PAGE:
By-Ways on Service : Notes from an Australian Journal extract   prose   war literature  
Issue Details: First known date: 2004 2004
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  • Editor's note: Not all Australians reacted negatively to 'the East'. A journalist in peacetime, Hector Dinning was one military tourist whose enthusiasm extended to an appreciation of the surpassing beauty of Gallipoli, and is remarkably modern in tone. 'A half-day in the bazaars,' he says of Egypt, 'I would not exchange for a whole wilderness of Sphinxes'. It was in Cairo and along the Suez Canal, Dinning argued, that the Australians discovered a 'liveliness of interest that was almost an affinity'. He hoped By-Ways on Service would reawaken in war veterans memories of 'their first-love in the world outside Australia'. Dinning also wrote Nile to Aleppo : With the Light Horse in the Middle East (1920)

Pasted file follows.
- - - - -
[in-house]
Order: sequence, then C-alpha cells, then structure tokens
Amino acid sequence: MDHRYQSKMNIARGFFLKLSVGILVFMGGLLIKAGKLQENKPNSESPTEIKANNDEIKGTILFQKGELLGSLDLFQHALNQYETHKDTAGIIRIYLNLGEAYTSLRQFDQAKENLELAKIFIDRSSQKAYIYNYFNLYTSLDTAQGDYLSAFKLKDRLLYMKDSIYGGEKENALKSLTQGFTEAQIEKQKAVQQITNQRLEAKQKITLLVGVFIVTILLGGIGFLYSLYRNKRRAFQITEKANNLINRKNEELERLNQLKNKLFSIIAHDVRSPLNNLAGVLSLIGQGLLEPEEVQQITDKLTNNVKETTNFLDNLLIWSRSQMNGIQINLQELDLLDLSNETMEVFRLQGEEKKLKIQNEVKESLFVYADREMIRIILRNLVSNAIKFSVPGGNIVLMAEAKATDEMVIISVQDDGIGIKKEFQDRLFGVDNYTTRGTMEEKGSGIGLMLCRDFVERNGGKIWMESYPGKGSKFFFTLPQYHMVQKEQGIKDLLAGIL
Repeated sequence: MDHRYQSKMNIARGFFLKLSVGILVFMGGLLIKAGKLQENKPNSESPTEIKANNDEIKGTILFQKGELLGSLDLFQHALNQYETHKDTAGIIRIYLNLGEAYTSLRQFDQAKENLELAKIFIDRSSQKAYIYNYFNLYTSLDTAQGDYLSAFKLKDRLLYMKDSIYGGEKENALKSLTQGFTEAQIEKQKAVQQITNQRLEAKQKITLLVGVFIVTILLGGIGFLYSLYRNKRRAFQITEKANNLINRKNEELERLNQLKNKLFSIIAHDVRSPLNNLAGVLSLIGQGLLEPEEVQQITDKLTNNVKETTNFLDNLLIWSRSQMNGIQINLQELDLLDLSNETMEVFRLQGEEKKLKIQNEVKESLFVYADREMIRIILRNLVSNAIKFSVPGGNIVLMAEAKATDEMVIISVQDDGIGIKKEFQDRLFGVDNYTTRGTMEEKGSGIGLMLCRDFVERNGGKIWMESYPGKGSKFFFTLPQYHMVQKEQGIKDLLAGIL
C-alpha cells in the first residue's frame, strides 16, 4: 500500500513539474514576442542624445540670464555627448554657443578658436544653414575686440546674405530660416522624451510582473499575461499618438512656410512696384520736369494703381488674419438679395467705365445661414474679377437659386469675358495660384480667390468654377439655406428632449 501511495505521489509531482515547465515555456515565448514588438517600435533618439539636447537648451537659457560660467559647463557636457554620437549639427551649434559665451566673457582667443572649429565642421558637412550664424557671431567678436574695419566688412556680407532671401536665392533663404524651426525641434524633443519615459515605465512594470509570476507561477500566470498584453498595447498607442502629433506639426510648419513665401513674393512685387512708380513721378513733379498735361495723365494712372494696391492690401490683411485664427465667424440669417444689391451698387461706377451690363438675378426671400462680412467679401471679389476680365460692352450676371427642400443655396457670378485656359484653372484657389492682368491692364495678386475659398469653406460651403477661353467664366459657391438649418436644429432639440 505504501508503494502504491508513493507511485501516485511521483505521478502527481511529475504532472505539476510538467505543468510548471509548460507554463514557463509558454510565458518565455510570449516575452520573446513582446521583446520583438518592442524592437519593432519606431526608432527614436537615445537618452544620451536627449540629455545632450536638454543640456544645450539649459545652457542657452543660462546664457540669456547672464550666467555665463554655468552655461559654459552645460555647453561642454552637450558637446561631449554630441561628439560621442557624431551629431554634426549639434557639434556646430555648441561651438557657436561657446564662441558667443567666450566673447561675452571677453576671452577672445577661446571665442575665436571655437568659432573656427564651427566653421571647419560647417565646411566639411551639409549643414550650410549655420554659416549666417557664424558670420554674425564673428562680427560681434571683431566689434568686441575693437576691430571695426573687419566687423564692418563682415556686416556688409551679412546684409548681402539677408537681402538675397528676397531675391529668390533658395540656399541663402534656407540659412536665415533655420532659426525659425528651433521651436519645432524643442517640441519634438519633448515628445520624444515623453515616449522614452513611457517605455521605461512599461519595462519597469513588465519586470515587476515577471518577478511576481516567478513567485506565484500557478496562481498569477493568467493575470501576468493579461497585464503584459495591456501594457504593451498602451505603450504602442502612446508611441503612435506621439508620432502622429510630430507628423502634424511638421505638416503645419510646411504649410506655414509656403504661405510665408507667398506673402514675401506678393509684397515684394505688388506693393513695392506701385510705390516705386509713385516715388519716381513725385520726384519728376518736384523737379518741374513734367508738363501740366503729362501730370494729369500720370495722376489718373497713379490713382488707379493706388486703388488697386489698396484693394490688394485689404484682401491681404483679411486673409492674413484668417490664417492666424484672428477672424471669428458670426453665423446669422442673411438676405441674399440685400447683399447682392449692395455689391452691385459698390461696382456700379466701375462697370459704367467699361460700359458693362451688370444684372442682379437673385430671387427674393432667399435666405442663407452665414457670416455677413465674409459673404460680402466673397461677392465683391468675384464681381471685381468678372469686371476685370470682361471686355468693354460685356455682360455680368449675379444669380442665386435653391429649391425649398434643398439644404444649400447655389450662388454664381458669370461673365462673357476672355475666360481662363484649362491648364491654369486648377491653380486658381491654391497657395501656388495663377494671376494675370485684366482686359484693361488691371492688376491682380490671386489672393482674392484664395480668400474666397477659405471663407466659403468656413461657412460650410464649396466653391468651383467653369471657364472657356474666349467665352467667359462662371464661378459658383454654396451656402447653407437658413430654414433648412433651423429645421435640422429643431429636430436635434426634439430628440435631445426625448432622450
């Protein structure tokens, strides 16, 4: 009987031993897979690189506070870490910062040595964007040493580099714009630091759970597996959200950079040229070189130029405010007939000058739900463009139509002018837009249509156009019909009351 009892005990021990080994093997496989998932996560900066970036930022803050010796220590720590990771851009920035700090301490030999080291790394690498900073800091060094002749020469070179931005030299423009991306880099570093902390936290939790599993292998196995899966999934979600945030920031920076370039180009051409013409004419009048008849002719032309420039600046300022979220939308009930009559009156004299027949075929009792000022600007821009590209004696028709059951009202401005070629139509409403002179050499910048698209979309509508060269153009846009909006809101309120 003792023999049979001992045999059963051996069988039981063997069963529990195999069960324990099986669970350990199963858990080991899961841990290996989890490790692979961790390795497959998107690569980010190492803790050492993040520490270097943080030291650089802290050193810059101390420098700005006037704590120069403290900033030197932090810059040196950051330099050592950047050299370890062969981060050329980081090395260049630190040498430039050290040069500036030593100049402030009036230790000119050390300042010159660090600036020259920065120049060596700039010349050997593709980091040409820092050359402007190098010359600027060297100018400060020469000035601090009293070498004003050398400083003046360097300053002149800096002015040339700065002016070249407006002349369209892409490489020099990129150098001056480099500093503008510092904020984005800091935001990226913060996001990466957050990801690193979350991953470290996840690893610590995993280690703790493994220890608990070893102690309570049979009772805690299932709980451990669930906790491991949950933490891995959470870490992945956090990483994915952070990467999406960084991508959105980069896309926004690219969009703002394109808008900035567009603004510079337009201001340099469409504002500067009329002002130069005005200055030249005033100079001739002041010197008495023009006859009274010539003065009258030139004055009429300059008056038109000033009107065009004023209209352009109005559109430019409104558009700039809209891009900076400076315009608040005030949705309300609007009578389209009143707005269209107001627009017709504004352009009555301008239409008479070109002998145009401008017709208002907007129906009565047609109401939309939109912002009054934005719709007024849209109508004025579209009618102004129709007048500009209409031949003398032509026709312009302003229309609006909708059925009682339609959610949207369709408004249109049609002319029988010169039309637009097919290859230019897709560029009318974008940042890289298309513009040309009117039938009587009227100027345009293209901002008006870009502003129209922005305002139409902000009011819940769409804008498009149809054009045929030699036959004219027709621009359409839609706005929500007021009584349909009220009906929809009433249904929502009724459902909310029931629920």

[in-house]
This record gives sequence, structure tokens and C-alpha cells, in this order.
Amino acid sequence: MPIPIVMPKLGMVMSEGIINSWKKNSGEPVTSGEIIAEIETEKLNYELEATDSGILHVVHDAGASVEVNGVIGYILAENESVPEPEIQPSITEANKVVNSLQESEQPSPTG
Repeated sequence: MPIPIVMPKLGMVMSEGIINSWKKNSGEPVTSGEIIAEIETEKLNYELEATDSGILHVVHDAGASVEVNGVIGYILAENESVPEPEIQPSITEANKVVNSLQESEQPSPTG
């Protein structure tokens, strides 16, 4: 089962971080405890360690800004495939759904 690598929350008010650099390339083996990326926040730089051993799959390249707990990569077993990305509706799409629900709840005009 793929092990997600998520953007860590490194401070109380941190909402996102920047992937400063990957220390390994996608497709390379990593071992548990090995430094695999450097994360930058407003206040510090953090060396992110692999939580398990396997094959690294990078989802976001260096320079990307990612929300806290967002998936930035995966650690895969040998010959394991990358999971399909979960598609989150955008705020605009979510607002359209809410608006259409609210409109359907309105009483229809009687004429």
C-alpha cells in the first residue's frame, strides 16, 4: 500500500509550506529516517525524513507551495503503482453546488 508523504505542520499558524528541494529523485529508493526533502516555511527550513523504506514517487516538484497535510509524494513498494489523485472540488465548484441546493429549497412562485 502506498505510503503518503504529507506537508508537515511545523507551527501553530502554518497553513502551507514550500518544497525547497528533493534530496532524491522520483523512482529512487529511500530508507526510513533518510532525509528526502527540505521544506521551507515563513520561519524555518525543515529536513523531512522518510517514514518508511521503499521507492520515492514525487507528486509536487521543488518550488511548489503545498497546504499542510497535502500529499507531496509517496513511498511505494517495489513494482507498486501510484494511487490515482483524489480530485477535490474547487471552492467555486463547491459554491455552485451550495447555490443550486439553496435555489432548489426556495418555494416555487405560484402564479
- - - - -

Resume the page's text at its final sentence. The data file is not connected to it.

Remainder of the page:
• From Book I: Waiting, Chapter II: Up the Canal (19-22, 22-23) and Book II: Gallipoli, Chapter II: Glimpses of ANZAC (82-83)

Publication Details of Only Known VersionEarliest 2 Known Versions of

  • Appears in:
    y On the War-Path : An Anthology of Australian Military Travel On the Warpath : An Anthology of Australian Military Travel Robin Gerster (editor), Peter Pierce (editor), Carlton : Melbourne University Press , 2004 Z1108788 2004 anthology prose autobiography extract poetry criticism diary essay travel war literature 'This anthology reveals the many ways in which going to war has formed a cultural bridge between Australia and the world. From the Sudan in 1885 to Afghanistan in 2001, the connection of war to travel is illustrated by writers and reveals how the experience of war has both broadened and refined (and sometimes distorted) Australian views of the world.' From cover of On the War-Path : An Anthology of Australian Military Travel (2004) Carlton : Melbourne University Press , 2004 pg. 89-96
Last amended 13 Apr 2012
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